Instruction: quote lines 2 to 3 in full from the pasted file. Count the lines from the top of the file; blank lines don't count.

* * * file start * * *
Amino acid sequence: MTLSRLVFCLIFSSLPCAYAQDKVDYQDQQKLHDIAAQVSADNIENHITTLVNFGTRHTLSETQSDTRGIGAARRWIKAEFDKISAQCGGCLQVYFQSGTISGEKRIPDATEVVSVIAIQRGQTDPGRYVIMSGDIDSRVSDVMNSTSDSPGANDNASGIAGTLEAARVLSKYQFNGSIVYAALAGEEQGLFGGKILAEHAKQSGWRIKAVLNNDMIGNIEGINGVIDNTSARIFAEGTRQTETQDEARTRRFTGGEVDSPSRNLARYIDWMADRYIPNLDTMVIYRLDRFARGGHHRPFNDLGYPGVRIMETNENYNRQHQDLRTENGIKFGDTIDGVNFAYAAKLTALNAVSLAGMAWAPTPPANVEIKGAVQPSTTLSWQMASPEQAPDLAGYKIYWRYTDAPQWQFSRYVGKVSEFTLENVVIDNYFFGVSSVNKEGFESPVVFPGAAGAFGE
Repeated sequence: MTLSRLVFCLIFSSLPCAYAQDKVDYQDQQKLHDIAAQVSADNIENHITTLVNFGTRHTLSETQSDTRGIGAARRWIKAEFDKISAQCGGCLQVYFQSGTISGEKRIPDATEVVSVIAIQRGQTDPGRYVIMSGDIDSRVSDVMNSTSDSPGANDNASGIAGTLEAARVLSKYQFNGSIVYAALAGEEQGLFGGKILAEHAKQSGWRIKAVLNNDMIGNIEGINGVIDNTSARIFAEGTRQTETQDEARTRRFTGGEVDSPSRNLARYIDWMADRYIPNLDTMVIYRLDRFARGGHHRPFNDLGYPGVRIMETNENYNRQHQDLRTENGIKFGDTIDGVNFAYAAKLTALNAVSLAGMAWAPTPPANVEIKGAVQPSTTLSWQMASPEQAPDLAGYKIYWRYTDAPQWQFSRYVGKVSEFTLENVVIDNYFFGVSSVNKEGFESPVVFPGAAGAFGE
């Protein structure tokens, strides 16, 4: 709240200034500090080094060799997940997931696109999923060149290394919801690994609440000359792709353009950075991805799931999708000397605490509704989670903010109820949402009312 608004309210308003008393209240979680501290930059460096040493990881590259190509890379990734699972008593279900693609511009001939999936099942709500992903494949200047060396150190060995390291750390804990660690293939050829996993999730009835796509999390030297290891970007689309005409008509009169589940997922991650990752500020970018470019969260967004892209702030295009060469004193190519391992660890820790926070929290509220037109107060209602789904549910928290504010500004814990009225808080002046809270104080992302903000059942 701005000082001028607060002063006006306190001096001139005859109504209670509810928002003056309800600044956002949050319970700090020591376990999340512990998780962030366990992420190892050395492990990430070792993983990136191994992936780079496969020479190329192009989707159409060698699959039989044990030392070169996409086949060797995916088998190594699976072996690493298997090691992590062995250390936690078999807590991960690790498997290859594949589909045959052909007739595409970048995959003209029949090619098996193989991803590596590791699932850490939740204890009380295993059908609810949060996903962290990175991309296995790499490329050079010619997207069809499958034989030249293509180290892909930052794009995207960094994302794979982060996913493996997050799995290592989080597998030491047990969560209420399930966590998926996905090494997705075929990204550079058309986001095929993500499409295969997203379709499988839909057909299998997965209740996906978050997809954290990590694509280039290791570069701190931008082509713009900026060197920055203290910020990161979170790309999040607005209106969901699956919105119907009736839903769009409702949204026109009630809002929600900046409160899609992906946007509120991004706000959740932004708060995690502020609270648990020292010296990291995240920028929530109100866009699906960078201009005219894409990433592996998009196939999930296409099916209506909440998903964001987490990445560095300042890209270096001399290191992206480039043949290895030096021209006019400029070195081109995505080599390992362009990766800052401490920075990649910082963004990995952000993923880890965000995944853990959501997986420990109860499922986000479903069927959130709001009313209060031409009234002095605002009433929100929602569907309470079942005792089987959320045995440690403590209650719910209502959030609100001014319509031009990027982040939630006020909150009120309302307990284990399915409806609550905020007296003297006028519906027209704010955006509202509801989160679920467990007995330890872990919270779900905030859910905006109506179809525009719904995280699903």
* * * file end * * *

Repeated sequence: MTLSRLVFCLIFSSLPCAYAQDKVDYQDQQKLHDIAAQVSADNIENHITTLVNFGTRHTLSETQSDTRGIGAARRWIKAEFDKISAQCGGCLQVYFQSGTISGEKRIPDATEVVSVIAIQRGQTDPGRYVIMSGDIDSRVSDVMNSTSDSPGANDNASGIAGTLEAARVLSKYQFNGSIVYAALAGEEQGLFGGKILAEHAKQSGWRIKAVLNNDMIGNIEGINGVIDNTSARIFAEGTRQTETQDEARTRRFTGGEVDSPSRNLARYIDWMADRYIPNLDTMVIYRLDRFARGGHHRPFNDLGYPGVRIMETNENYNRQHQDLRTENGIKFGDTIDGVNFAYAAKLTALNAVSLAGMAWAPTPPANVEIKGAVQPSTTLSWQMASPEQAPDLAGYKIYWRYTDAPQWQFSRYVGKVSEFTLENVVIDNYFFGVSSVNKEGFESPVVFPGAAGAFGE
């Protein structure tokens, strides 16, 4: 709240200034500090080094060799997940997931696109999923060149290394919801690994609440000359792709353009950075991805799931999708000397605490509704989670903010109820949402009312 608004309210308003008393209240979680501290930059460096040493990881590259190509890379990734699972008593279900693609511009001939999936099942709500992903494949200047060396150190060995390291750390804990660690293939050829996993999730009835796509999390030297290891970007689309005409008509009169589940997922991650990752500020970018470019969260967004892209702030295009060469004193190519391992660890820790926070929290509220037109107060209602789904549910928290504010500004814990009225808080002046809270104080992302903000059942 701005000082001028607060002063006006306190001096001139005859109504209670509810928002003056309800600044956002949050319970700090020591376990999340512990998780962030366990992420190892050395492990990430070792993983990136191994992936780079496969020479190329192009989707159409060698699959039989044990030392070169996409086949060797995916088998190594699976072996690493298997090691992590062995250390936690078999807590991960690790498997290859594949589909045959052909007739595409970048995959003209029949090619098996193989991803590596590791699932850490939740204890009380295993059908609810949060996903962290990175991309296995790499490329050079010619997207069809499958034989030249293509180290892909930052794009995207960094994302794979982060996913493996997050799995290592989080597998030491047990969560209420399930966590998926996905090494997705075929990204550079058309986001095929993500499409295969997203379709499988839909057909299998997965209740996906978050997809954290990590694509280039290791570069701190931008082509713009900026060197920055203290910020990161979170790309999040607005209106969901699956919105119907009736839903769009409702949204026109009630809002929600900046409160899609992906946007509120991004706000959740932004708060995690502020609270648990020292010296990291995240920028929530109100866009699906960078201009005219894409990433592996998009196939999930296409099916209506909440998903964001987490990445560095300042890209270096001399290191992206480039043949290895030096021209006019400029070195081109995505080599390992362009990766800052401490920075990649910082963004990995952000993923880890965000995944853990959501997986420990109860499922986000479903069927959130709001009313209060031409009234002095605002009433929100929602569907309470079942005792089987959320045995440690403590209650719910209502959030609100001014319509031009990027982040939630006020909150009120309302307990284990399915409806609550905020007296003297006028519906027209704010955006509202509801989160679920467990007995330890872990919270779900905030859910905006109506179809525009719904995280699903």